Ramadan and pregnancy
By Alexa Evans RD
By Alexa Evans RD
It’s Ramadan! You may be wondering what this means for you whilst you are pregnant. Pregnant women are usually exempt from fasting during Ramadan, and it is generally not encouraged to fast as there may be potential risks to your baby.
It is your choice whether to fast or not, but it may be helpful to understand the effects that fasting may have on your baby. Many pregnant women who choose to fast have safe pregnancies with healthy babies, however, research on this subject has had some interesting findings.
During pregnancy, there are critical windows of development for your baby, where nutrition plays and important role. A restricted supply of nutrition during these windows may result in poorer outcomes in later life.
Fasting during pregnancy can cause something called ‘accelerated starvation’. This is when the hormones that regulate how glucose is handled in the body are disrupted and glucose levels can sharply drop. This process has been associated with poorer cognitive function during childhood, and some animal studies suggest that these changes may affect the development of the nervous system.
Fasting has also been shown to result in lower calorie intakes in pregnant women, by as many as 500-1000 calories below what is required. This is not recommended during pregnancy and can cause problems with your health or your baby’s development. Some evidence also shows that disruptions with nutrition supply during pregnancy can cause low birth weight babies, which can result in poorer health outcomes.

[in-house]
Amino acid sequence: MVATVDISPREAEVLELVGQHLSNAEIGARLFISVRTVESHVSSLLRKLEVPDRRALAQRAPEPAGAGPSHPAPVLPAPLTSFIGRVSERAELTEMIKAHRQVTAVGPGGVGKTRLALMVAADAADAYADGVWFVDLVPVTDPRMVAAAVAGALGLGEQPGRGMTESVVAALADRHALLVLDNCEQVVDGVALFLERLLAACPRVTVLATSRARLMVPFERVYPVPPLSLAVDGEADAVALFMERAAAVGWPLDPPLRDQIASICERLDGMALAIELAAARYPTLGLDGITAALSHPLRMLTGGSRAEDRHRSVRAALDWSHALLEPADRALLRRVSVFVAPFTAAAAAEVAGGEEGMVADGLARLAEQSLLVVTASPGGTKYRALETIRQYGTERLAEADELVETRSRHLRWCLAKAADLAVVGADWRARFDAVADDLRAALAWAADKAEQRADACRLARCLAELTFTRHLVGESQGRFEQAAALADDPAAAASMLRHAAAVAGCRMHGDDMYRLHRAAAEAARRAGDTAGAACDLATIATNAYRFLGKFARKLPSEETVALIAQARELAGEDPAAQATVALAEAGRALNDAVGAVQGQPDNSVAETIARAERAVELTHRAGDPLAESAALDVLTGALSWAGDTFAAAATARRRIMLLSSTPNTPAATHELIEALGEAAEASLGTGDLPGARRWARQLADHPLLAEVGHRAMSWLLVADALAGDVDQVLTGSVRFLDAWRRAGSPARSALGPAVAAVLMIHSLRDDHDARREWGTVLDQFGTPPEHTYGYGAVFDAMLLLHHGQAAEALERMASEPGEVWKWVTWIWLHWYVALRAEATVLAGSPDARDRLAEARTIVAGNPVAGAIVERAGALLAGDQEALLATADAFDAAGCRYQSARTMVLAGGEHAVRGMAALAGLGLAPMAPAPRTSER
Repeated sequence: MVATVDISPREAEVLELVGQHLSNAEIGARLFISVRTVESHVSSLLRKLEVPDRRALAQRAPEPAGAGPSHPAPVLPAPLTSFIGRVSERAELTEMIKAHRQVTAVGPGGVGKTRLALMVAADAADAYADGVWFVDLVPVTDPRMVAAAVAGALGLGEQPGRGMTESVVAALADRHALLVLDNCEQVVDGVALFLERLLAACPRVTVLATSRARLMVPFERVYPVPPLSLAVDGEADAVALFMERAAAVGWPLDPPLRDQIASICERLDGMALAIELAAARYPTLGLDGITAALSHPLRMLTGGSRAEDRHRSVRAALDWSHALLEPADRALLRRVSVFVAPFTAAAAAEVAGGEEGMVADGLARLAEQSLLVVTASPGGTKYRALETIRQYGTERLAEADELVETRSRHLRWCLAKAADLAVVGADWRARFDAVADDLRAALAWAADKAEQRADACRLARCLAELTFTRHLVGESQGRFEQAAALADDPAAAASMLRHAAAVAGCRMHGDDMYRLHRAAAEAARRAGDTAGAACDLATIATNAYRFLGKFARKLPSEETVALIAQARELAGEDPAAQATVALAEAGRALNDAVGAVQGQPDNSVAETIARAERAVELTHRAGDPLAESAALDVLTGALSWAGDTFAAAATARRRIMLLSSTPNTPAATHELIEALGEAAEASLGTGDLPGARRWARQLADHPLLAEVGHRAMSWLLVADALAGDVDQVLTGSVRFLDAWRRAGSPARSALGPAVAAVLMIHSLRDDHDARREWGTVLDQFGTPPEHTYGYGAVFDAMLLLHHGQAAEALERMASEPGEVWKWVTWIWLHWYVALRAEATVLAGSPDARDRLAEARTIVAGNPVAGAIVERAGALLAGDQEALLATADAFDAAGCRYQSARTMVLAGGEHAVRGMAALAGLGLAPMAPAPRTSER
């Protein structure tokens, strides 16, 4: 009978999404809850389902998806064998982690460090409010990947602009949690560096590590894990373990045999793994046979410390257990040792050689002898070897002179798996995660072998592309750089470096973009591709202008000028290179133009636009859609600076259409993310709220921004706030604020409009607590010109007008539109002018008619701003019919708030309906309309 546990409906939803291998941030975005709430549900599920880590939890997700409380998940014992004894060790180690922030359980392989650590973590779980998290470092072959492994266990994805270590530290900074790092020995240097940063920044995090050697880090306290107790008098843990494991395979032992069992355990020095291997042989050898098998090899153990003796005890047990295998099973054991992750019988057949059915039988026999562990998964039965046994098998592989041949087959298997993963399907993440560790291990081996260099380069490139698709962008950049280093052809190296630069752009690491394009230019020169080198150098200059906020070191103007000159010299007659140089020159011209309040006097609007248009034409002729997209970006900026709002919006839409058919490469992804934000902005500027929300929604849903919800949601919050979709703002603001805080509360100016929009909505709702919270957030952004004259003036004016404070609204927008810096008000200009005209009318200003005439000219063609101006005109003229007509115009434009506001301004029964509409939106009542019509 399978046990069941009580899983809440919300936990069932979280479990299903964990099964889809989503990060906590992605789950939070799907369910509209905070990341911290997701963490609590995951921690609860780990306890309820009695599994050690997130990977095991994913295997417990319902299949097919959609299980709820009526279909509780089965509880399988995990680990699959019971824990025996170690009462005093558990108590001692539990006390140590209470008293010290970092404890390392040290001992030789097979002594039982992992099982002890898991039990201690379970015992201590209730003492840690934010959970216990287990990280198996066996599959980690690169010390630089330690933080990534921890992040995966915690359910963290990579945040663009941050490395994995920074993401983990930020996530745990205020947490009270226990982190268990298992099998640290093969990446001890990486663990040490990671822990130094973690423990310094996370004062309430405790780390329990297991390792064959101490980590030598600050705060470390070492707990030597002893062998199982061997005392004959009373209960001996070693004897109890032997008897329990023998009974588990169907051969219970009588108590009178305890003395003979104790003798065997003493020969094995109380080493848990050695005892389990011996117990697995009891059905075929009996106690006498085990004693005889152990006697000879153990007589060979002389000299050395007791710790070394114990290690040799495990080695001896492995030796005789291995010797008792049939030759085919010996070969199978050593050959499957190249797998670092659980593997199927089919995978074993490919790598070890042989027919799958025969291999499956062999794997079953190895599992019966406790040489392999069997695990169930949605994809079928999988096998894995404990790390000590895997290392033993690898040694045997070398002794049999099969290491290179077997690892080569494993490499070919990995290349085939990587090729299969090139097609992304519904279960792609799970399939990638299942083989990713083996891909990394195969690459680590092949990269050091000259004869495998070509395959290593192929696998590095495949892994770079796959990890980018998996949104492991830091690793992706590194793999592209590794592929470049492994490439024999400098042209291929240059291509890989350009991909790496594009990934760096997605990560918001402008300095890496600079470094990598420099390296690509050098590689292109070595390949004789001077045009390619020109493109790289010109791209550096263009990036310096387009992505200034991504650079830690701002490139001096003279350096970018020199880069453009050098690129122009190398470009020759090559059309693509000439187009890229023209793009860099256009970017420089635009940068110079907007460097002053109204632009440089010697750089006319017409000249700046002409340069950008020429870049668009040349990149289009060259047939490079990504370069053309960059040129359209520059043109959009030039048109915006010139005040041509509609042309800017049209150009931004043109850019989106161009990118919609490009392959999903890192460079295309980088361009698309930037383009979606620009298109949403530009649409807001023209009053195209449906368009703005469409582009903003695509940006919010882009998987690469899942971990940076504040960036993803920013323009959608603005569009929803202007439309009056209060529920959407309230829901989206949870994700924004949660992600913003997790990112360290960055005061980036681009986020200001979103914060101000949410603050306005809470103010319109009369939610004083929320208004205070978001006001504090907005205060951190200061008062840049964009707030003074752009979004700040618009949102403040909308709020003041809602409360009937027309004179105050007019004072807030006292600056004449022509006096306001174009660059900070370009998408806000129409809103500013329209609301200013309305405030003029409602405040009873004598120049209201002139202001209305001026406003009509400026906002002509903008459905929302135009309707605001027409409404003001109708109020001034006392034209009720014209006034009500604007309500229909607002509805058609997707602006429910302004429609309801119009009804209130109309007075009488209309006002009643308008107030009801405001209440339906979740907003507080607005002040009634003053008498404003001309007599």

Dehydration can also be a risk if you are fasting, which is unsafe for you and your baby. Great care must be taken, particularly if Ramadan is during the summer months when the days are longer and hotter.
If you choose to fast, you may want to follow these tips for a healthier, safer fast.
Suhoor, the meal before dawn, should include foods that are slowly digested and have enough energy to keep you going for long hours. Foods containing fibre take longer to digest, so include plenty of these. For example, fruit and vegetables, beans and pulses, oats and grains. Make sure you set your alarm and don’t miss this meal – it is very important!
Iftar, the meal that breaks your fast should be a meal and not a feast! A glass of fruit juice, or some dates is a good way to break your fast, initially giving you a refreshing burst of energy that you need. This may also be a good opportunity to include dairy products to help give you enough calcium. For example, a glass of milk with some dates, or a yoghurt with some fruit.
If you have any concerns with fasting during Ramadan, and whether it is safe for you to do so, speak to your GP.
Almond D and Mazumder B (2011) Health Capital and the Prenatal Environment: The Effect of Ramadan Observance during Pregnancy. American Economic Journal: Applied Economics, 3(4):56-85.
Communities in Action (2007) Ramadan Health Guide (Accessed July 2013).
NHS Choices: Guide to healthy fasting (Accessed July 2013).